It didn’t hurt him any, although he had some broken glass in his hair. I had to first get him calm and then get all the glass cleaned up. But he was upset to begin with, then he was upset that he had broken the window, then upset that I couldn’t magically fix it, and upset that I was upset.  It was a long time before we could get sorted and then right after that a thunderstorm hit. Needless to say it wasn’t a good day.

It was a this point that I began to think about medication. I hate myself for thinking about it. I don’t like pills. I don’t like how I feel when I take them and usually I have bad reactions to them. So the thought of putting my son on them when he can’t tell me if he is feeling weird makes me shudder. We had tried him on medication once a long time ago when his violent outburst were getting out of hand and it had turned him in to a weeping pile of mush that was still violent. We gave up, threw away the pills, and learned to live with the outbursts.

But he is getting bigger now. He’s 12. He’s almost as tall as me and weighs 120 lbs. So off we went to the doctor. After a long discussion, the doctor decided that it was probably anxiety that was the route of the problem. If we could get that under control then he might not be a danger to himself. I was willing to give it a shot even though I was wary of the possible side effects.  The second problem was sleep. I found some chewable melatonin and I hoped that would help.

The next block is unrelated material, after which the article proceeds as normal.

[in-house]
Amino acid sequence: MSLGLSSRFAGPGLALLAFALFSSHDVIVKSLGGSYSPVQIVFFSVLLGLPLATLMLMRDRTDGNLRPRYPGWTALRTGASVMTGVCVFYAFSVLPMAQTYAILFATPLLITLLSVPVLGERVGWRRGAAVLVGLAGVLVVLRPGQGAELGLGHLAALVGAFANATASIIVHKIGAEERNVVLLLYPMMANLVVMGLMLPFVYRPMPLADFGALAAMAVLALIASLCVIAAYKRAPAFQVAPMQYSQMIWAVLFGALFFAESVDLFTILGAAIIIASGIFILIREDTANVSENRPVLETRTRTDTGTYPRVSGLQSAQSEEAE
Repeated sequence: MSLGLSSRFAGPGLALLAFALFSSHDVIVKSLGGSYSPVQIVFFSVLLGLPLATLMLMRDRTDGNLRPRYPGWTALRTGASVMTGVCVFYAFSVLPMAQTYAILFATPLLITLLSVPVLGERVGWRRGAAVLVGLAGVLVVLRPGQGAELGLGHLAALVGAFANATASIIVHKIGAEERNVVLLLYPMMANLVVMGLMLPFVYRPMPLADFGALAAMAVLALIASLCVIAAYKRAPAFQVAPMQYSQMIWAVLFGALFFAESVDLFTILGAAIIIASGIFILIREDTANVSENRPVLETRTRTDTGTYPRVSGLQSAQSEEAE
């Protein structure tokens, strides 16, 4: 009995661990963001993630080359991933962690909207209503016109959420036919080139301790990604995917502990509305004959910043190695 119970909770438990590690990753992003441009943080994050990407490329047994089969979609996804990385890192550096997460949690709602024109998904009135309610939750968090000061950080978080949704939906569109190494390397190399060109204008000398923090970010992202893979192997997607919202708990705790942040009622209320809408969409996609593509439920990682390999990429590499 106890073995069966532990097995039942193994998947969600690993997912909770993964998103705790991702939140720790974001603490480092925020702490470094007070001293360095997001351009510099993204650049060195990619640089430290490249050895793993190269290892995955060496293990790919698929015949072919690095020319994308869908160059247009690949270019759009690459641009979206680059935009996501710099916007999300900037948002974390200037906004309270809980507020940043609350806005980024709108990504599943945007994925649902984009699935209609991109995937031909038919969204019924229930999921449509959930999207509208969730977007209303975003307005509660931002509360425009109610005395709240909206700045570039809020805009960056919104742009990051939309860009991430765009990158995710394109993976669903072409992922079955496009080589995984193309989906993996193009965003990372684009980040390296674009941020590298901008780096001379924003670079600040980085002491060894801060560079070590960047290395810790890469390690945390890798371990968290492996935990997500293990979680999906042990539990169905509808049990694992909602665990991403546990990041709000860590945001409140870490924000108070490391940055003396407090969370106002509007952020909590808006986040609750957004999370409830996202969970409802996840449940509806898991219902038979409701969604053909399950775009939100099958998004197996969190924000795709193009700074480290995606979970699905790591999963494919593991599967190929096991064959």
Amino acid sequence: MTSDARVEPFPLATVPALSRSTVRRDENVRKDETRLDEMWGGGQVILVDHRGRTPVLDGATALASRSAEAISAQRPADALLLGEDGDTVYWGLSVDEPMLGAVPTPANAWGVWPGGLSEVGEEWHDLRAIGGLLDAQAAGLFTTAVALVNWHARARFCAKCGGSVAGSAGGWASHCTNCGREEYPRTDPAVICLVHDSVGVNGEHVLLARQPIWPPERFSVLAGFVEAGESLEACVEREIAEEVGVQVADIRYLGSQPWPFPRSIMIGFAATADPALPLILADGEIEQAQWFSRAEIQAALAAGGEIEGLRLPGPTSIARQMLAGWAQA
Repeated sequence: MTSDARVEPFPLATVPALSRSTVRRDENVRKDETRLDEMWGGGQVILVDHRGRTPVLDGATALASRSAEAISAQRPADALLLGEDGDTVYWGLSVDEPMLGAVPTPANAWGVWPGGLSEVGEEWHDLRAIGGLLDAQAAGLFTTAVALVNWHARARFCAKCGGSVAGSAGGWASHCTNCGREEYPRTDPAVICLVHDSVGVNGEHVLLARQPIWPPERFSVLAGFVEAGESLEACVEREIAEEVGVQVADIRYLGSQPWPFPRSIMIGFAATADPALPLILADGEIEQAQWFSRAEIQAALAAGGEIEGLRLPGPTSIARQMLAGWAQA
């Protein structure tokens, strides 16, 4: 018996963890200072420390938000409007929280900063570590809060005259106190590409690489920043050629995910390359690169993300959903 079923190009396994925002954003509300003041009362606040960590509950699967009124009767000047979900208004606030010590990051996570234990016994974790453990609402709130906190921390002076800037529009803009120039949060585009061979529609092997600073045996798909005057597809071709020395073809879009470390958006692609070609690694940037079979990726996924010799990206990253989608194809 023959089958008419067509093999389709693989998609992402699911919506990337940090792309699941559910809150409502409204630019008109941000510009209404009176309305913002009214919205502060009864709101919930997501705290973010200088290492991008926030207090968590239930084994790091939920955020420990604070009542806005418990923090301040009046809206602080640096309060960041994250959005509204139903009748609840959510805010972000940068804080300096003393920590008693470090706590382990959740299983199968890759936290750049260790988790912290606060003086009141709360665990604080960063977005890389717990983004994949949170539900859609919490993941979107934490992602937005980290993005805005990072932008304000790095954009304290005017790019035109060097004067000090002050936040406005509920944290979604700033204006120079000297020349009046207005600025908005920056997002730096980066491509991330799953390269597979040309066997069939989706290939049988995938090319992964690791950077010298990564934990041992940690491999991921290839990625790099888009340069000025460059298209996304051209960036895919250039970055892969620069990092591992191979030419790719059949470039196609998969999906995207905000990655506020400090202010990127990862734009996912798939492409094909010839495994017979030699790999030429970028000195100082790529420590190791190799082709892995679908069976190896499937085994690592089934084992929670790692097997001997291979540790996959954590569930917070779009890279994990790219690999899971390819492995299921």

The first week was amazing. He was going to sleep because of the melatonin and although he was still getting up in the middle of the night, it was still an improvement. The Sertraline was working. He was in a great mood. We had to make a trip to Helena, which is a two and a half hour drive, for my daughter’s orthodontist appointment and I was expecting a blow up when we had to go home. But he was great shopping and he was great coming home. I didn’t even know how to handle a trip without a melt down.

It was great while it lasted.